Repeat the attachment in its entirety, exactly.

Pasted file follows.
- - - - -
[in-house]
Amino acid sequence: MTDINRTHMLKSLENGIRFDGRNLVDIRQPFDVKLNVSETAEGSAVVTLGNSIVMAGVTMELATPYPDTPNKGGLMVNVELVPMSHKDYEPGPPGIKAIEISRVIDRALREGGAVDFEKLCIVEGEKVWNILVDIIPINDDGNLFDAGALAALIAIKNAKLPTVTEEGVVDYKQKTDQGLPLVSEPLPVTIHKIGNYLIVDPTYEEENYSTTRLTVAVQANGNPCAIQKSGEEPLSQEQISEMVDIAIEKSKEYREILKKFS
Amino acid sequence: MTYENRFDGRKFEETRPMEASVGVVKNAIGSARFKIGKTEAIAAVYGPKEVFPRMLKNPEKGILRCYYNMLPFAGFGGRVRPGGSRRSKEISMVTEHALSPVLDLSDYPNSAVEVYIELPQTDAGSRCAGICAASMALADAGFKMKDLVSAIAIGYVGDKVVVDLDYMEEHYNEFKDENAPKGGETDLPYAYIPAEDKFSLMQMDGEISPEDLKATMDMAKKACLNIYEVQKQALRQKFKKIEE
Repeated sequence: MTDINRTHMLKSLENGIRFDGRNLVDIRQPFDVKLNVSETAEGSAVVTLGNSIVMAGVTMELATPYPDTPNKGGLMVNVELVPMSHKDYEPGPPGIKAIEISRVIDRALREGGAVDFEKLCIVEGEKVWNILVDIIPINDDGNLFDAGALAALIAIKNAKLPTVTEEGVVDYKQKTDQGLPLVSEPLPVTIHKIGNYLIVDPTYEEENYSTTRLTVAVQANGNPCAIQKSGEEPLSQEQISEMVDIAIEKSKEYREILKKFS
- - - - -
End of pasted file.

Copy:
[in-house]
Amino acid sequence: MTDINRTHMLKSLENGIRFDGRNLVDIRQPFDVKLNVSETAEGSAVVTLGNSIVMAGVTMELATPYPDTPNKGGLMVNVELVPMSHKDYEPGPPGIKAIEISRVIDRALREGGAVDFEKLCIVEGEKVWNILVDIIPINDDGNLFDAGALAALIAIKNAKLPTVTEEGVVDYKQKTDQGLPLVSEPLPVTIHKIGNYLIVDPTYEEENYSTTRLTVAVQANGNPCAIQKSGEEPLSQEQISEMVDIAIEKSKEYREILKKFS
Amino acid sequence: MTYENRFDGRKFEETRPMEASVGVVKNAIGSARFKIGKTEAIAAVYGPKEVFPRMLKNPEKGILRCYYNMLPFAGFGGRVRPGGSRRSKEISMVTEHALSPVLDLSDYPNSAVEVYIELPQTDAGSRCAGICAASMALADAGFKMKDLVSAIAIGYVGDKVVVDLDYMEEHYNEFKDENAPKGGETDLPYAYIPAEDKFSLMQMDGEISPEDLKATMDMAKKACLNIYEVQKQALRQKFKKIEE
Repeated sequence: MTDINRTHMLKSLENGIRFDGRNLVDIRQPFDVKLNVSETAEGSAVVTLGNSIVMAGVTMELATPYPDTPNKGGLMVNVELVPMSHKDYEPGPPGIKAIEISRVIDRALREGGAVDFEKLCIVEGEKVWNILVDIIPINDDGNLFDAGALAALIAIKNAKLPTVTEEGVVDYKQKTDQGLPLVSEPLPVTIHKIGNYLIVDPTYEEENYSTTRLTVAVQANGNPCAIQKSGEEPLSQEQISEMVDIAIEKSKEYREILKKFS